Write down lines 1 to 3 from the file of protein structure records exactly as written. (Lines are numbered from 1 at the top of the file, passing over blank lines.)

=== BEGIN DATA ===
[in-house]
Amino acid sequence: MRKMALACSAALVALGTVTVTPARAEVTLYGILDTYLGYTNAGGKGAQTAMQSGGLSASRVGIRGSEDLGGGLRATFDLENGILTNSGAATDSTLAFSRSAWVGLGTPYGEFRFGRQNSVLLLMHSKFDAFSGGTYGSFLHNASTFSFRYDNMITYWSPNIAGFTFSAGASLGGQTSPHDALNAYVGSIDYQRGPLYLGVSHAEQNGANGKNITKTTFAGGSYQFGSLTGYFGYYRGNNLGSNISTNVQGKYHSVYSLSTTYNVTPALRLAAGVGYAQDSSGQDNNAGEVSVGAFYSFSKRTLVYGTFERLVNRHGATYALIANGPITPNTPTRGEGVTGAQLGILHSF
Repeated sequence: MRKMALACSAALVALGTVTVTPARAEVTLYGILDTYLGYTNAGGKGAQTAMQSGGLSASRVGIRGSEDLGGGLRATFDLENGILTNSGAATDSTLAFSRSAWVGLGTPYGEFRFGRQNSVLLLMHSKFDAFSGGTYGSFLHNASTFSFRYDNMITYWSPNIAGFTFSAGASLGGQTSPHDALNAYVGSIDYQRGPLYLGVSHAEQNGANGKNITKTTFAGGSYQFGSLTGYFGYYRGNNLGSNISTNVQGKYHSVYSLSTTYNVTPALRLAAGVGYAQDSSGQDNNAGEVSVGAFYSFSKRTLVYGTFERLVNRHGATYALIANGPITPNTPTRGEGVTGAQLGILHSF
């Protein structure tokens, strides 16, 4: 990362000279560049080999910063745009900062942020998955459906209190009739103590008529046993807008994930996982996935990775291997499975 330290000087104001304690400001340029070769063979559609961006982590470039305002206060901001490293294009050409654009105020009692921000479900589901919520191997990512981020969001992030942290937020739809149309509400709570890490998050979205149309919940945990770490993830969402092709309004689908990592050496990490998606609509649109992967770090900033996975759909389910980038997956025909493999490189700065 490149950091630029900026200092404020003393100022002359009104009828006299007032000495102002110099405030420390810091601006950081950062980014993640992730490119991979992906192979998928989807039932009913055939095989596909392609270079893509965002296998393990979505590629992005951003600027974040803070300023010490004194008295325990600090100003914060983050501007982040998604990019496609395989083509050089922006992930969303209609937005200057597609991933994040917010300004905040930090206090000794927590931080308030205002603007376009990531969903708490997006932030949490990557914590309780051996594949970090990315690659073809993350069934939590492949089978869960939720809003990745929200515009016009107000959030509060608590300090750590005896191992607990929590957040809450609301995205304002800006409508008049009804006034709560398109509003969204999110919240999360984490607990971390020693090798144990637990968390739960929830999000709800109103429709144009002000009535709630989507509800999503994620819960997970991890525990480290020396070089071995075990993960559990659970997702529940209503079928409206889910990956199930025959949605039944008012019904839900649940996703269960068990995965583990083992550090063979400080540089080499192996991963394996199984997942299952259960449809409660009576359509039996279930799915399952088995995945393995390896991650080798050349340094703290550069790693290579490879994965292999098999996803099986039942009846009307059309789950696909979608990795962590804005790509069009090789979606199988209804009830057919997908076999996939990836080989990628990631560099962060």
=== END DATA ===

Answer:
[in-house]
Amino acid sequence: MRKMALACSAALVALGTVTVTPARAEVTLYGILDTYLGYTNAGGKGAQTAMQSGGLSASRVGIRGSEDLGGGLRATFDLENGILTNSGAATDSTLAFSRSAWVGLGTPYGEFRFGRQNSVLLLMHSKFDAFSGGTYGSFLHNASTFSFRYDNMITYWSPNIAGFTFSAGASLGGQTSPHDALNAYVGSIDYQRGPLYLGVSHAEQNGANGKNITKTTFAGGSYQFGSLTGYFGYYRGNNLGSNISTNVQGKYHSVYSLSTTYNVTPALRLAAGVGYAQDSSGQDNNAGEVSVGAFYSFSKRTLVYGTFERLVNRHGATYALIANGPITPNTPTRGEGVTGAQLGILHSF
Repeated sequence: MRKMALACSAALVALGTVTVTPARAEVTLYGILDTYLGYTNAGGKGAQTAMQSGGLSASRVGIRGSEDLGGGLRATFDLENGILTNSGAATDSTLAFSRSAWVGLGTPYGEFRFGRQNSVLLLMHSKFDAFSGGTYGSFLHNASTFSFRYDNMITYWSPNIAGFTFSAGASLGGQTSPHDALNAYVGSIDYQRGPLYLGVSHAEQNGANGKNITKTTFAGGSYQFGSLTGYFGYYRGNNLGSNISTNVQGKYHSVYSLSTTYNVTPALRLAAGVGYAQDSSGQDNNAGEVSVGAFYSFSKRTLVYGTFERLVNRHGATYALIANGPITPNTPTRGEGVTGAQLGILHSF